Alan Lomax

World Library of Folk and Primitive Music, Vol. 7: India

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World Library of Folk and Primitive Music, Vol. 7: India Review

by arwulf arwulf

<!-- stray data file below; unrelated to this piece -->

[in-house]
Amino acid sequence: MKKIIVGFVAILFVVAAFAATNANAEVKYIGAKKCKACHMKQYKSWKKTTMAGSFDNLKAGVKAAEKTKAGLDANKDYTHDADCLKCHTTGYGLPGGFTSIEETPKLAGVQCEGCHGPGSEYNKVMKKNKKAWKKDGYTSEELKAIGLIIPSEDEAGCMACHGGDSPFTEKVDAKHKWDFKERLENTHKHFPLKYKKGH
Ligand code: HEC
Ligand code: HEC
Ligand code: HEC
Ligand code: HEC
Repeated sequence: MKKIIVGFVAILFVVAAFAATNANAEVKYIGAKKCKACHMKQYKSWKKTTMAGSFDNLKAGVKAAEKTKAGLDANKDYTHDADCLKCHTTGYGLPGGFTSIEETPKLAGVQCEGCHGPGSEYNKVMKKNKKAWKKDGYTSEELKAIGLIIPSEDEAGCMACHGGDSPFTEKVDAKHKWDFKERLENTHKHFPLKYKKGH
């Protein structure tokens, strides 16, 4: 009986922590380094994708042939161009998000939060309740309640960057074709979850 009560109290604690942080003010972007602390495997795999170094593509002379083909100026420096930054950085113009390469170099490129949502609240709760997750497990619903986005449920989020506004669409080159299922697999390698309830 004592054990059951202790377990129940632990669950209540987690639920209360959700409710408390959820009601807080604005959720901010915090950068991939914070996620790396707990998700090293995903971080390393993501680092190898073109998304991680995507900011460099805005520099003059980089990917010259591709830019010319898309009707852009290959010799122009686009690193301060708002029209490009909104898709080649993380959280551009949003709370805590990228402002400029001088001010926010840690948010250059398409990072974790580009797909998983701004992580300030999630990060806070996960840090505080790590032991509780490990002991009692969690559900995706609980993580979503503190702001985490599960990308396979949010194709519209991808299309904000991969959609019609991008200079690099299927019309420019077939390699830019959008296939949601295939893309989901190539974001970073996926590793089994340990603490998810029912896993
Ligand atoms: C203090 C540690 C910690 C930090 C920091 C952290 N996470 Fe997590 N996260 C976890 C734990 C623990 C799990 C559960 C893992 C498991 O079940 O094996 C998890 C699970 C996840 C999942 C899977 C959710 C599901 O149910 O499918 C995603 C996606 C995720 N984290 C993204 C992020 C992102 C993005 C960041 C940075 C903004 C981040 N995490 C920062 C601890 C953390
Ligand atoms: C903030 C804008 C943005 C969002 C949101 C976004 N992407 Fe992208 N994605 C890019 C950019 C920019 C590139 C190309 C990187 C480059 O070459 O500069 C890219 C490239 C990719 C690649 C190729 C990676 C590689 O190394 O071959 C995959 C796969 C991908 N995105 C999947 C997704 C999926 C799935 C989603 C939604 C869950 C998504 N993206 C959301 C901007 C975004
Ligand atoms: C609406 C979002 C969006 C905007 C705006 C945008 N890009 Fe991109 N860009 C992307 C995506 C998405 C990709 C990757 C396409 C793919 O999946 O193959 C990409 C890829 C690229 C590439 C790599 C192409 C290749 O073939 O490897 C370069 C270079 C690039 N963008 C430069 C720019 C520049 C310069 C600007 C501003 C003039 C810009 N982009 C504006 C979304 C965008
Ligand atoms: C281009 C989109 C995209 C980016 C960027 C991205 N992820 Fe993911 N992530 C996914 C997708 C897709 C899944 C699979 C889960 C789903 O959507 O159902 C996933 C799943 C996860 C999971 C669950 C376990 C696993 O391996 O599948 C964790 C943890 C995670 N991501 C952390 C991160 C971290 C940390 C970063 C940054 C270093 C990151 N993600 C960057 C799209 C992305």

The producers at Rounder Records deserve highest praise for reissuing a body of recordings that document and preserve musical traditions from all over the world. In 1949, Alan Lomax obtained from Goddard Lieberson, the president of Columbia Records, enough financial backing to initiate a global research project involving a number of the most knowledgeable musicologists alive at that time. The end result is now known as the World Library of Folk and Primitive Music, and Rounder's stated intention is for the series to include more than 150 volumes. When Lomax set out to document the music of India he wisely chose Alain DaniƩlou as recorder, photographer and editor for this installment of the World Library. DaniƩlou's documentation took place between 1950 and 1958. This edition contains meticulous, informative liner notes that place each recording in geographic, historic and cultural context. The instruments encountered throughout India are famously diverse and endlessly fascinating. Examples heard here are the double-reed sahnai or musette; an end-blown bamboo flute known as the tippera; the Indian harmonium; the sruti peti or hand-pumped reed drone, various members or relatives of the lute family (dotar, vina, ekatara, sarangi and tambura) as well as the svaramandala or 40-stringed trapezoidal zither (here at one point played using a stone or hard object resulting in tones that are not too different from the North American slide guitar). Percussion instruments predominate. The roster of drums, gongs, cymbals and wooden clappers is colorful and deserving of more textual space than this review will allow. Nine of these performances feature the human voice. Singers include a group of Ahir cowherds, a "syncretistic mystic cult of wandering minstrels" known as the Bauls, and the aboriginal Gonds, a tribe said to have originated in Africa, Australia and/or New Guinea; once displaced by invading Aryans, they still live mainly in mountainous forests. The songs themselves are marvelously varied. There is an ecstatic Muslim qawwali of love and spiritual devotion sung in Urdu; songs honoring Krishna the Lover and Krishna the Hero, as well as a Hindi bhajan describing Siva sipping a beverage made from hashish while embracing the white/yellow goddess Gauri. This collection also contains examples of a classical sacred dance drama known as the "Kathakali" or story play; sung in Malayalam, this form may be traced back to a devotional or bhakti tradition developed during the Portuguese occupation of Kerala during the 16th century. Perhaps the most arresting imagery is conjured by a group of Madras fishermen who sing, in Tamil, an Invocation to the Fish-Eyed Goddess Minaksi. Each of the 18 musical examples on this well-researched collection offers a glimpse into a different facet of India's richly diverse blend of cultures, customs and beliefs.

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